Theme 4: Adaptable assessment
- 7 Sept: Materials, providing reflections on assessment in 19/20 and practical advice on how to design different types of assessment, available on this website
- 7 Sept – 14 Sept: Discussion forums live on website
- 16 Sept: Seminar (#EconTEAching) on Adaptable Assessment. Jointly hosted with CTALE and the University of Warwick, 3-4pm BST.
This synchronous session will provide practical ideas on how to develop alternative adaptable assessments in economics degrees, building on lessons learned from the experience in 19/20. This is an opportunity to reflect on how best to assess learning outcomes, including those linked to development of employability skills, and how to design different assessments so they can work in a world of teaching online, face to face or a mix of the two.
Contribute to the session: Complete the Survey!
From the end of June until the end of July 2020 we will run a survey to ask for insights on how you have coped with changing assessment quickly in light of the Covid-19 emergency. We would also like to know your plans for assessment in 20/21 and over the longer-term. Please take the time to complete the short survey and share it with your colleagues.
Contribute to the session: Provide case studies and reflections
We plan to share materials about how best to design different types of assessment, online in particular, from September 7th 2020. The materials will be organized into the following topics, with a discussion forum for each.
- Case studies and examples of remote/online assessments, for example open book quantitative exam questions, online MCQs, group projects, to help people design their planned assessments for 20/21
- Research and reflections on the balance of summative/formative assessment and low stakes vs high stakes assessments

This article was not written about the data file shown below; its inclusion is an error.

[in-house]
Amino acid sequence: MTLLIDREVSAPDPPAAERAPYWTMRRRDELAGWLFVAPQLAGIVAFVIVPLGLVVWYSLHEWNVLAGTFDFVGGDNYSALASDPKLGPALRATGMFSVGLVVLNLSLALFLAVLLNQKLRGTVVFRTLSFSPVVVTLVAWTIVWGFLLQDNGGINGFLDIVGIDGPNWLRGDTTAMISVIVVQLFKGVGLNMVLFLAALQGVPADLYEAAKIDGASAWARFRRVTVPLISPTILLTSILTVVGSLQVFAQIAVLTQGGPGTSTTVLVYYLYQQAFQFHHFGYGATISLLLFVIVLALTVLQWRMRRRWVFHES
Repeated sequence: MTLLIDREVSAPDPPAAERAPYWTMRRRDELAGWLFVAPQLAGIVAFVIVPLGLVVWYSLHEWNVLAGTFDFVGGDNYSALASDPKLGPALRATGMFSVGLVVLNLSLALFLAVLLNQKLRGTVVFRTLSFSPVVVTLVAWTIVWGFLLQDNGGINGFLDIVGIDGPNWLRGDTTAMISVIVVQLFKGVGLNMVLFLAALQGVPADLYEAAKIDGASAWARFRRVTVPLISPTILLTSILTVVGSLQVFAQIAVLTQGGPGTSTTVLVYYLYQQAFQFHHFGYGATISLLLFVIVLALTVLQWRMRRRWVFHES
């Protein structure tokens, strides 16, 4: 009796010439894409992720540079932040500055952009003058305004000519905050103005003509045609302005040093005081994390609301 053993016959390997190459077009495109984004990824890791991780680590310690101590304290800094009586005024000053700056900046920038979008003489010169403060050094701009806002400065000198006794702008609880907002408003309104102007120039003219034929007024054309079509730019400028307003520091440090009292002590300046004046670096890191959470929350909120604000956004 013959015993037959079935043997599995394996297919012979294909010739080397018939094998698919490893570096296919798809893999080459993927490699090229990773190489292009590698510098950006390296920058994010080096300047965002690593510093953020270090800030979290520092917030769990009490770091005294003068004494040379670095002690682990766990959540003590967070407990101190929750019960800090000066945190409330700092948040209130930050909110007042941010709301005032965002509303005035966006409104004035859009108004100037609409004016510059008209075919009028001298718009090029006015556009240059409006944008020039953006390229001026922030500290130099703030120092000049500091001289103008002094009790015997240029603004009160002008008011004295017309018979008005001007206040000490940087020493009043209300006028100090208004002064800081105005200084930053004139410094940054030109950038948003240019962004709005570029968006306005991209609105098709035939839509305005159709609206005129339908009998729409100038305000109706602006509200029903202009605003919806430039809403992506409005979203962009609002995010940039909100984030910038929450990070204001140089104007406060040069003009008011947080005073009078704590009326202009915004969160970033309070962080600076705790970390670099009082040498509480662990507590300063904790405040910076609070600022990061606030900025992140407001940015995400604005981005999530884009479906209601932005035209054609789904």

- Reflections on assessment experience in the 19-20 academic year
- Results of the Survey
Please contact Ashley Lait, Cloda Jenkins or Stefania Paredes Fuentes if you are interested in contributing materials in any of these topic areas. Materials can be written pieces, videos or voice presentations. We are aiming for short accessible materials. We would want contributions by Wednesday September 2nd at the latest, but ideally earlier to help those working on assessment design over the summer. Research that is, or on its way to becoming, a publishable paper could also be considered for review for a Special Issue of the International Review of Economics Education on Online Teaching, Learning and Assessment.
We will conclude the theme with an #EconTEAching seminar, co-hosted with CTaLE and the University of Warwick on September 16th 3-4pm. Following this event, we will move our focus to our annual GTA workshops. Keep an eye on this website for more information.
Parama Chaudhury, Cloda Jenkins, Stefania Paredes Fuentes
Some relevant Economics Network resources:
- Assessment in the Time of Pandemic: A Panic-free Guide
- Handbook chapter: Assessment and Feedback
- Handbook chapter: Detection and Prevention of Plagiarism in Higher Education
- Handbook section: "Online assessment and the use of media" from the chapter on using media and technology
- Case study: Peer-assessed videos as a substitute for in-class presentations
- Case study: Using Active Assessment to Stimulate Learning in Economics
- Case study: Writing and using computer-aided assessment (CAA) in mathematics for economics first years
- External case study: Formative e-assessments in Economics
- Case study: Computer aided assessment in Macroeconomics
- Case study: Online delivery and assessment using Excel